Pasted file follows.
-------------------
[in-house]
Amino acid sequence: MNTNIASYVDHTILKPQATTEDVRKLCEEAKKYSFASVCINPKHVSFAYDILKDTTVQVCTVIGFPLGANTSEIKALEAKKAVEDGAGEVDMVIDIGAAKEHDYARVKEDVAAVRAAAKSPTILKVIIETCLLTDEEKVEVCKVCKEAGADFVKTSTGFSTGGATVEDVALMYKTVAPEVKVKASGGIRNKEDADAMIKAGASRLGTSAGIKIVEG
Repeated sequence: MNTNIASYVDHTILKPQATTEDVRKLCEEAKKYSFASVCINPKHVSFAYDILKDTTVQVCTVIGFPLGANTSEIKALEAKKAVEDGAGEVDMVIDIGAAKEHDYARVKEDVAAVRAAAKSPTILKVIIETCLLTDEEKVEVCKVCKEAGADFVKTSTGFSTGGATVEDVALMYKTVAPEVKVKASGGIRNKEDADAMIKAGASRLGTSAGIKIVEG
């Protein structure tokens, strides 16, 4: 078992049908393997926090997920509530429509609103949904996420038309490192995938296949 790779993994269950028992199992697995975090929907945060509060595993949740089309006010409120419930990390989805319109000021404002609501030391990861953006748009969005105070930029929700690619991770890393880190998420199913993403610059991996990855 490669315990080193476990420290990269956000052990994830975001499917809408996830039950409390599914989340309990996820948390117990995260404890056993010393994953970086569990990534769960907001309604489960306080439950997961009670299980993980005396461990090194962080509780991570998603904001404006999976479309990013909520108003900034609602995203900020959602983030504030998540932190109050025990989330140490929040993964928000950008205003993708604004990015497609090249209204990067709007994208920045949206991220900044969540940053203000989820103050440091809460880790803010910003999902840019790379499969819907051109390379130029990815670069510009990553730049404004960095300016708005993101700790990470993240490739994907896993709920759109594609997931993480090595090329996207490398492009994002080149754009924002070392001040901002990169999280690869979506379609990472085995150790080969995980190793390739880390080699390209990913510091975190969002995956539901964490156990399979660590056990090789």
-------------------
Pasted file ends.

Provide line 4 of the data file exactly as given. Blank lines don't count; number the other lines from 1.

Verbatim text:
């Protein structure tokens, strides 16, 4: 078992049908393997926090997920509530429509609103949904996420038309490192995938296949 790779993994269950028992199992697995975090929907945060509060595993949740089309006010409120419930990390989805319109000021404002609501030391990861953006748009969005105070930029929700690619991770890393880190998420199913993403610059991996990855 490669315990080193476990420290990269956000052990994830975001499917809408996830039950409390599914989340309990996820948390117990995260404890056993010393994953970086569990990534769960907001309604489960306080439950997961009670299980993980005396461990090194962080509780991570998603904001404006999976479309990013909520108003900034609602995203900020959602983030504030998540932190109050025990989330140490929040993964928000950008205003993708604004990015497609090249209204990067709007994208920045949206991220900044969540940053203000989820103050440091809460880790803010910003999902840019790379499969819907051109390379130029990815670069510009990553730049404004960095300016708005993101700790990470993240490739994907896993709920759109594609997931993480090595090329996207490398492009994002080149754009924002070392001040901002990169999280690869979506379609990472085995150790080969995980190793390739880390080699390209990913510091975190969002995956539901964490156990399979660590056990090789």